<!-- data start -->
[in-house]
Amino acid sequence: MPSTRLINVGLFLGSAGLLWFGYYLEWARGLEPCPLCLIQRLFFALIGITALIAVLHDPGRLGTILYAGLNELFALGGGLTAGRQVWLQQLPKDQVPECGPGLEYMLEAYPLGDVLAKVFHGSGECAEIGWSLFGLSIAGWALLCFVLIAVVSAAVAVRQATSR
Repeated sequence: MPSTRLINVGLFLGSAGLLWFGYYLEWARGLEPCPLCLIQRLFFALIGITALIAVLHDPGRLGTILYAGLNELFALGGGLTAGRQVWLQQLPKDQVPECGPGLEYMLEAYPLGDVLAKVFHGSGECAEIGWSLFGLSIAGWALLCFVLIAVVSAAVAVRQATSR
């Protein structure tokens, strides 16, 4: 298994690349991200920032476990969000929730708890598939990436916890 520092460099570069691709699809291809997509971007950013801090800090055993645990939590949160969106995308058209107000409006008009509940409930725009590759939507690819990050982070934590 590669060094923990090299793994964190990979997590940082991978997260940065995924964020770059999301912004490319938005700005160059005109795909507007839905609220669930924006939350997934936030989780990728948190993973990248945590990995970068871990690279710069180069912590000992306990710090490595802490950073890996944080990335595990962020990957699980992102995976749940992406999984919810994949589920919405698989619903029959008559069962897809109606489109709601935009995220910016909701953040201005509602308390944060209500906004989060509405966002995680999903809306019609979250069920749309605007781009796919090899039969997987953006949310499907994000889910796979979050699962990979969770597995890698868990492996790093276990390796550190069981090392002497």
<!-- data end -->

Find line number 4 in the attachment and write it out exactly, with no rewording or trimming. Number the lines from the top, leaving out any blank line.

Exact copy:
């Protein structure tokens, strides 16, 4: 298994690349991200920032476990969000929730708890598939990436916890 520092460099570069691709699809291809997509971007950013801090800090055993645990939590949160969106995308058209107000409006008009509940409930725009590759939507690819990050982070934590 590669060094923990090299793994964190990979997590940082991978997260940065995924964020770059999301912004490319938005700005160059005109795909507007839905609220669930924006939350997934936030989780990728948190993973990248945590990995970068871990690279710069180069912590000992306990710090490595802490950073890996944080990335595990962020990957699980992102995976749940992406999984919810994949589920919405698989619903029959008559069962897809109606489109709601935009995220910016909701953040201005509602308390944060209500906004989060509405966002995680999903809306019609979250069920749309605007781009796919090899039969997987953006949310499907994000889910796979979050699962990979969770597995890698868990492996790093276990390796550190069981090392002497």